- Wash clothes over the weekend or during off-peak hours.
- Use cold water whenever you can. If you don’t have severe stains or dirt on your clothes, cold water will do the work. There are specific detergents for this washing method, and the results are pretty similar to what hot water can do.
- Select an energy-efficient dryer, or consider air-drying your clothes, in case you have enough space in your home
Peak times across Canada
The whole peak rate system is not the same in all Canadian provinces. While Ontario hydro bills are undoubtedly impacted by different periods, British Columbia doesn’t have any time-of-use guidelines, so there is no cheapest time of the day to use electricity.
According to BC Hydro, the province’s leading electricity provider, customers are not charged under the time-of-use rates. The main charging system in BC is the Residential Conservation Rate. To encourage energy conservation, the prices go up according to your use of electricity. Customers are charged one rate up to a certain point, and higher rates for the electricity use beyond that point. In other words, the more you use, the more you pay.
In Alberta, there is a demand system, which makes rates go higher in the winter and summer between 5 a.m. and 7 p.m. According to Enmax, Albertans tend to use more energy between 4 p.m. and 8 p.m., which increases electricity prices in the late afternoon and makes it cheaper in the early morning.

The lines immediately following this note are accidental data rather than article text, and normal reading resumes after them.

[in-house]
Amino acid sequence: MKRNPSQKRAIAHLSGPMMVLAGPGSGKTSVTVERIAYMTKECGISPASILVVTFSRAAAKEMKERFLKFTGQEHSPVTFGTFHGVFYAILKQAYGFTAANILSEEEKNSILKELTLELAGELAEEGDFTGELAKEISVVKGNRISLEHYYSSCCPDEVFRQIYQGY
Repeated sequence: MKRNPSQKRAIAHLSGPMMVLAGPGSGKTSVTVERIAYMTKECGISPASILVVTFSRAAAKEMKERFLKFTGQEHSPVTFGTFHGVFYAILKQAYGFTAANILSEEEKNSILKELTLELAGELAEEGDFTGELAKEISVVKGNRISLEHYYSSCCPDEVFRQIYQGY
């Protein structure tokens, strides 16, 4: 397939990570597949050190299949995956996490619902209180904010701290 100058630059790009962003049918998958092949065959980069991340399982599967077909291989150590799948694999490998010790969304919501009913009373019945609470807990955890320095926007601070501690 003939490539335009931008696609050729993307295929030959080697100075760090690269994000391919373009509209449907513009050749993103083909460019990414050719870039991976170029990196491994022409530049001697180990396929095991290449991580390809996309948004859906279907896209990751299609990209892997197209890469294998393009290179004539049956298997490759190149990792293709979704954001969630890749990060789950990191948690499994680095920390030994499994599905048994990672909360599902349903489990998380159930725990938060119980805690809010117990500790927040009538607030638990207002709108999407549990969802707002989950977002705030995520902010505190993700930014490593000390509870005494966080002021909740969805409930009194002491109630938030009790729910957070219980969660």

Compare electricity and natural gas rates in Ontario
Energy consumers in Ontario, whether households, businesses or industrial hydro and natural gas consumers, are free to choose their energy providers. In other words, you don’t need to sign up with the default regulated provider. There is a wide range of competitive retailers in the province, and each one of them may offer specific plans and rates. It can get quite hard to compare all of them one by one, so EnergyRates.ca makes it easy for you and lists all the major available competitive electricity and natural gas suppliers in Ontario according to your location.
The website is a free and unbiased energy rate comparison tool, and enables you to find the best available energy plans in your area. For large energy consumers, it’s even possible to get a custom energy quote based on your energy consumption. EnergyRates.ca will compare and present you with pricing options from a range of providers in your area.